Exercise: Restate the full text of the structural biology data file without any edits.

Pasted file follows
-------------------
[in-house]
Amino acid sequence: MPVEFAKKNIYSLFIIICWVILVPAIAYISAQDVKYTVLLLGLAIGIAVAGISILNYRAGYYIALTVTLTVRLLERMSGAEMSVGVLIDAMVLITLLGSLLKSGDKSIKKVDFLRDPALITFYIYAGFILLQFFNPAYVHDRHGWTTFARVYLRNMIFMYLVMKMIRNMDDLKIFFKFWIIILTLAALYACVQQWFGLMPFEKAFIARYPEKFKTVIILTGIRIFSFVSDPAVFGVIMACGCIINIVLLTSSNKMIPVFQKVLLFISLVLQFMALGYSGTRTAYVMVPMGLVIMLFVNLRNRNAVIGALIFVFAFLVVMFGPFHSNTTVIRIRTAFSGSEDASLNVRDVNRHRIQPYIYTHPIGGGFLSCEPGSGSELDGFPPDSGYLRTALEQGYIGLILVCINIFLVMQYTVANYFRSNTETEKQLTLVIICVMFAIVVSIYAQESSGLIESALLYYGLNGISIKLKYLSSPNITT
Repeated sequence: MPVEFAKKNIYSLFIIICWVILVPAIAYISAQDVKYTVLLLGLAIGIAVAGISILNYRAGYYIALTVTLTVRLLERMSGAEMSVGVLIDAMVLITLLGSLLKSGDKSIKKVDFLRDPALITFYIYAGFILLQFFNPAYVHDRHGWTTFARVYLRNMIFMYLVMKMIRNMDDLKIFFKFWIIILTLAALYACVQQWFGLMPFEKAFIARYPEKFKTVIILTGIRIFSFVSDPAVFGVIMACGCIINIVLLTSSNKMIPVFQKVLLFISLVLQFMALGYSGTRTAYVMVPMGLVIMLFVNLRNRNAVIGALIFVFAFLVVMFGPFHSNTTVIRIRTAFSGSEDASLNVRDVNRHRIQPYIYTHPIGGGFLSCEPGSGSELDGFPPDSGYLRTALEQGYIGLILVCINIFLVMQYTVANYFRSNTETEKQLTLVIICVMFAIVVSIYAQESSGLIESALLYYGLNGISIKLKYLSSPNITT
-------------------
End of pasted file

[in-house]
Amino acid sequence: MPVEFAKKNIYSLFIIICWVILVPAIAYISAQDVKYTVLLLGLAIGIAVAGISILNYRAGYYIALTVTLTVRLLERMSGAEMSVGVLIDAMVLITLLGSLLKSGDKSIKKVDFLRDPALITFYIYAGFILLQFFNPAYVHDRHGWTTFARVYLRNMIFMYLVMKMIRNMDDLKIFFKFWIIILTLAALYACVQQWFGLMPFEKAFIARYPEKFKTVIILTGIRIFSFVSDPAVFGVIMACGCIINIVLLTSSNKMIPVFQKVLLFISLVLQFMALGYSGTRTAYVMVPMGLVIMLFVNLRNRNAVIGALIFVFAFLVVMFGPFHSNTTVIRIRTAFSGSEDASLNVRDVNRHRIQPYIYTHPIGGGFLSCEPGSGSELDGFPPDSGYLRTALEQGYIGLILVCINIFLVMQYTVANYFRSNTETEKQLTLVIICVMFAIVVSIYAQESSGLIESALLYYGLNGISIKLKYLSSPNITT
Repeated sequence: MPVEFAKKNIYSLFIIICWVILVPAIAYISAQDVKYTVLLLGLAIGIAVAGISILNYRAGYYIALTVTLTVRLLERMSGAEMSVGVLIDAMVLITLLGSLLKSGDKSIKKVDFLRDPALITFYIYAGFILLQFFNPAYVHDRHGWTTFARVYLRNMIFMYLVMKMIRNMDDLKIFFKFWIIILTLAALYACVQQWFGLMPFEKAFIARYPEKFKTVIILTGIRIFSFVSDPAVFGVIMACGCIINIVLLTSSNKMIPVFQKVLLFISLVLQFMALGYSGTRTAYVMVPMGLVIMLFVNLRNRNAVIGALIFVFAFLVVMFGPFHSNTTVIRIRTAFSGSEDASLNVRDVNRHRIQPYIYTHPIGGGFLSCEPGSGSELDGFPPDSGYLRTALEQGYIGLILVCINIFLVMQYTVANYFRSNTETEKQLTLVIICVMFAIVVSIYAQESSGLIESALLYYGLNGISIKLKYLSSPNITT